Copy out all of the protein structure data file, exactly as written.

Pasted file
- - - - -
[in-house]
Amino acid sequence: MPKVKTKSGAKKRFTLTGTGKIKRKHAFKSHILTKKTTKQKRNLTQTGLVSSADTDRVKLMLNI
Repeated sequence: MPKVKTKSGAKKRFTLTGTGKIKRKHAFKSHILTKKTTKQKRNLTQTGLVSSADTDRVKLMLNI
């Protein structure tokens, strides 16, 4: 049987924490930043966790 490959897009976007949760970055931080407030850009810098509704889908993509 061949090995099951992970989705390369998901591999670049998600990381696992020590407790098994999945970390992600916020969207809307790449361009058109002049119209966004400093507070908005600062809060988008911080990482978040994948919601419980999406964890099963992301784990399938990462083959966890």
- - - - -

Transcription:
[in-house]
Amino acid sequence: MPKVKTKSGAKKRFTLTGTGKIKRKHAFKSHILTKKTTKQKRNLTQTGLVSSADTDRVKLMLNI
Repeated sequence: MPKVKTKSGAKKRFTLTGTGKIKRKHAFKSHILTKKTTKQKRNLTQTGLVSSADTDRVKLMLNI
């Protein structure tokens, strides 16, 4: 049987924490930043966790 490959897009976007949760970055931080407030850009810098509704889908993509 061949090995099951992970989705390369998901591999670049998600990381696992020590407790098994999945970390992600916020969207809307790449361009058109002049119209966004400093507070908005600062809060988008911080990482978040994948919601419980999406964890099963992301784990399938990462083959966890």